TEMPE, AZ (3TV/CBS 5) - Chris Taylor is a combat veteran who served 18 months in Afghanistan as a sergeant who specialized in psychological warfare. He returned home to prepare for a different battle: politics.
Taylor, a Republican, was considered by many in the GOP to be a rising star and was often compared to the late Senator John McCain because of their military experience. Taylor was running for congress in District 1 against Democrat Tom O'Halleran.
But then, Taylor's life spiraled. Another war was waged. This time, instead of fighting terrorists, Taylor was battling his demons. He was 6 years clean from heroin. In February, he relapsed. His wife found him nearly dead convulsing on the ground in their home. 911 operators helped keep him alive.
"911, what's your emergency?" asked the dispatcher.
"Oh my god! My husband. I don't know, something's wrong with him. Something's happening in the bathroom. I can't get him out! Please come quickly. It's probably heroin," his wife said.
"OK. You think it's heroin? Like an overdose?" the dispatcher asked.
"Yes! I do. I do. Yes," the wife responded.
"Who is it that overdosed?" the dispatcher said.
"Chris! Oh my god! Chris! Are you OK? He's throwing up everywhere," said the wife.
Taylor sat down for an in-depth interview to talk about his battle with addiction, and his near death experience.
"I remember my right hand started to seize up. My vision went blurry. I knew I was about to pass out. And, so I tried to yell out for help for my wife to hear me. Before I could get that out of my mouth, I fell backwards and hit the ground like a ton of bricks. I did the heroin like I had before many times. The same amount. The same way. But, immediately I knew something was different. The shot of heroin hit me like a lightning bolt," says Taylor.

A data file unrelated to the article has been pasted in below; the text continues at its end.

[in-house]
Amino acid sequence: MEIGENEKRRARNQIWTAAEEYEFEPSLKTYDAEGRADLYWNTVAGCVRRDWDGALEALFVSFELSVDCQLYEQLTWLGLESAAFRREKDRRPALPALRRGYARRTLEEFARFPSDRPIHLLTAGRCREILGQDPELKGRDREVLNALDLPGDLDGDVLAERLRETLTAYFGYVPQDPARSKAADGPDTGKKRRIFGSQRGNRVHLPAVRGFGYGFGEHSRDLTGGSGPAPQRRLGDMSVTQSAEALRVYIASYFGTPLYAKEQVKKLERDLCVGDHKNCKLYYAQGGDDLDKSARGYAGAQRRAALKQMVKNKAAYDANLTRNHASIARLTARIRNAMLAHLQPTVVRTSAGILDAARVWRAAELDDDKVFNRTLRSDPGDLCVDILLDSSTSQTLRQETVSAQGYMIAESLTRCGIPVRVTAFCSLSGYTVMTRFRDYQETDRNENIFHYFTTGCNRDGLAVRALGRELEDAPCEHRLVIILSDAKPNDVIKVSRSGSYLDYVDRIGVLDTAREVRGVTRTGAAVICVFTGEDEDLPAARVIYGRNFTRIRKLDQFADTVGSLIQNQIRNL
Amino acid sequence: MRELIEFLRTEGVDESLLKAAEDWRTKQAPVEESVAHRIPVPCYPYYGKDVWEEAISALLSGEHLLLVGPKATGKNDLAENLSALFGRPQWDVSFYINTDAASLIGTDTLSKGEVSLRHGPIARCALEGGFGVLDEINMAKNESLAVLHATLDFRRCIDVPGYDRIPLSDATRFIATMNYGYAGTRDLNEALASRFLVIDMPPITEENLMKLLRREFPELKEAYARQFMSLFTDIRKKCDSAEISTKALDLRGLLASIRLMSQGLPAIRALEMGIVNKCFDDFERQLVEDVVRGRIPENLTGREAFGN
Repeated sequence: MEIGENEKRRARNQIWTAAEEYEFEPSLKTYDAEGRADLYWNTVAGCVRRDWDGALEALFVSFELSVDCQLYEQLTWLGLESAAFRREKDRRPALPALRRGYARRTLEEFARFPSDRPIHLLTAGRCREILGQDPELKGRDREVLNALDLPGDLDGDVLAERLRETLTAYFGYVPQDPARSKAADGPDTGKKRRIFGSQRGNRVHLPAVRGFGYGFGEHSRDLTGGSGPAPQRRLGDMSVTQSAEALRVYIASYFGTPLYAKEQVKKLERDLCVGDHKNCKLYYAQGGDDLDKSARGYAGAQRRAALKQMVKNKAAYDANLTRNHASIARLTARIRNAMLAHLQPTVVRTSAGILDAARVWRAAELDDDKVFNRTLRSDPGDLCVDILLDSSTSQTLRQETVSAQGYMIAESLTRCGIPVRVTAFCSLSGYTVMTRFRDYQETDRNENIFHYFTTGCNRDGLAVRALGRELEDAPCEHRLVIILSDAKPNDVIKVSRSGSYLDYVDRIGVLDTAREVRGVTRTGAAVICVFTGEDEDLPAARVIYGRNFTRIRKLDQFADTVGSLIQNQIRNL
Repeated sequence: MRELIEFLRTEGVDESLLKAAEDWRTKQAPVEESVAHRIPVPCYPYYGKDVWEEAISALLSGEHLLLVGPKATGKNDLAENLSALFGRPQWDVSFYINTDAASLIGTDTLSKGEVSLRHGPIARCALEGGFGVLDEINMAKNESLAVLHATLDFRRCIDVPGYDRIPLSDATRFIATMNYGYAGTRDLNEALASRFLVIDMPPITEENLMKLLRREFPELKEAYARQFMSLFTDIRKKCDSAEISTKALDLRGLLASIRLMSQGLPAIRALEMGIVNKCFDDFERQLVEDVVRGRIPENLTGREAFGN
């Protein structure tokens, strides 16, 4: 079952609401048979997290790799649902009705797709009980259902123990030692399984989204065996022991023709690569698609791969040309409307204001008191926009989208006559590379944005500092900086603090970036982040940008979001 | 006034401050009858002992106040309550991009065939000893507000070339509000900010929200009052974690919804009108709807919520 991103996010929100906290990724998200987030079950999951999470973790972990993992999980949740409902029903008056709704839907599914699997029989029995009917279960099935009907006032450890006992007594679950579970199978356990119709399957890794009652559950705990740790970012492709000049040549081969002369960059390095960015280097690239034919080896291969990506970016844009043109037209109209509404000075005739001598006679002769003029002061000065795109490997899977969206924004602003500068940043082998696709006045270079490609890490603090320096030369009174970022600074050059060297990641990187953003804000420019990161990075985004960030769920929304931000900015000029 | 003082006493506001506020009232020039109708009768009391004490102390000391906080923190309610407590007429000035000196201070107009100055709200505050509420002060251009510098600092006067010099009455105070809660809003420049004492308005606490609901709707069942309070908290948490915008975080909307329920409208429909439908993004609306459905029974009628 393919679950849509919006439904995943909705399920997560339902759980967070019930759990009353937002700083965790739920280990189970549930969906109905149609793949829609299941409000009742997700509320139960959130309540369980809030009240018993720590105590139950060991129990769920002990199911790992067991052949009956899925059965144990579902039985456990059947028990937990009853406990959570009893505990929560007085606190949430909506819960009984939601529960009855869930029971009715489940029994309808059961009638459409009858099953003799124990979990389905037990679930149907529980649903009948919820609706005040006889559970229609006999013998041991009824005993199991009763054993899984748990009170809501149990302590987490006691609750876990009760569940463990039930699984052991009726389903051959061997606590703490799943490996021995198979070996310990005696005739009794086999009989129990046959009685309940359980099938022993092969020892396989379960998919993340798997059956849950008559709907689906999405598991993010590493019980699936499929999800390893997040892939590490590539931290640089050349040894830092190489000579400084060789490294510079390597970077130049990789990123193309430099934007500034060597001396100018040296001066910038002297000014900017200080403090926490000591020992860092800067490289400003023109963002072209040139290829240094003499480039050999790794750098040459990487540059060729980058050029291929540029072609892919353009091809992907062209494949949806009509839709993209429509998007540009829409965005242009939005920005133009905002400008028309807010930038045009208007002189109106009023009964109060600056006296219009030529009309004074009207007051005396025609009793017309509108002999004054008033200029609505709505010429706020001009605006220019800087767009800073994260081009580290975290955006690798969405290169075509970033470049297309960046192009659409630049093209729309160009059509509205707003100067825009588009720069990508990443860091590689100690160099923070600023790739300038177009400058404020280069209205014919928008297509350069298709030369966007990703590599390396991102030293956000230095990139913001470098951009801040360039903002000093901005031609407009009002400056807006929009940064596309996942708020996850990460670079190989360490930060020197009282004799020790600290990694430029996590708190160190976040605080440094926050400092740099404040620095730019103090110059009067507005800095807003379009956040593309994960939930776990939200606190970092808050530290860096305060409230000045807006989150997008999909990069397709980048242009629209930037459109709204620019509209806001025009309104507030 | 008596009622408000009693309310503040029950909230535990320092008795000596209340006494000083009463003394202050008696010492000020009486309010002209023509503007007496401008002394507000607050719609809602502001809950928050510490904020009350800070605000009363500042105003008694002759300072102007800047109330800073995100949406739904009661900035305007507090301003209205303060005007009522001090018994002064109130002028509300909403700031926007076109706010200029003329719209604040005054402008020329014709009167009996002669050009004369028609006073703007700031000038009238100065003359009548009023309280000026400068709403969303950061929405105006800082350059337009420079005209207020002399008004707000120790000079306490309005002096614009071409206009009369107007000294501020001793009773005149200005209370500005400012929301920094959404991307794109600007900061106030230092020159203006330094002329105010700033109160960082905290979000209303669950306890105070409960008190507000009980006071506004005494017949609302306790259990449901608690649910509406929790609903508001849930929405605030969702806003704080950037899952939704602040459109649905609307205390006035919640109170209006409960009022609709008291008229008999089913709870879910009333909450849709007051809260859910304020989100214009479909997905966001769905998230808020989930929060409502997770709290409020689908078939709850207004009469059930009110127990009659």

His wife heard the loud bang coming from the bathroom, and she kicked the door down only to find her husband on the ground, nearly dead.
"I had a little bit more heroin and I told myself this was the last time. I can't do this, you know. I have everything to live for. I have a beautiful family—a beautiful 1-year-old son. My daughter was 4. I had everything going for me as a 33-year-old leading the republican primary," Taylor says with tears in his eyes.
Taylor has built a life of public service. He was a fireman, a combat veteran, a city councilman, a congressional candidate, and most importantly, a family man. From the outside looking in, Taylor had it all. But in reality, he was battling his biggest enemy: heroin addiction.
"I finally had realized what everyone said when they say that addiction is a progressive disease and, I couldn't believe after almost 6 years of sobriety, I went right back to where I was 6 years before after my life had changed. It's like my addiction was just dormant and it was right back and I fell farther, faster. The bottom was more deep than I could imagine and I couldn't pull myself out."
He says the campaign trail was toxic. Heroes of his like Sen. McCain, he says, were being bashed by his supporters. Eventually, he cracked.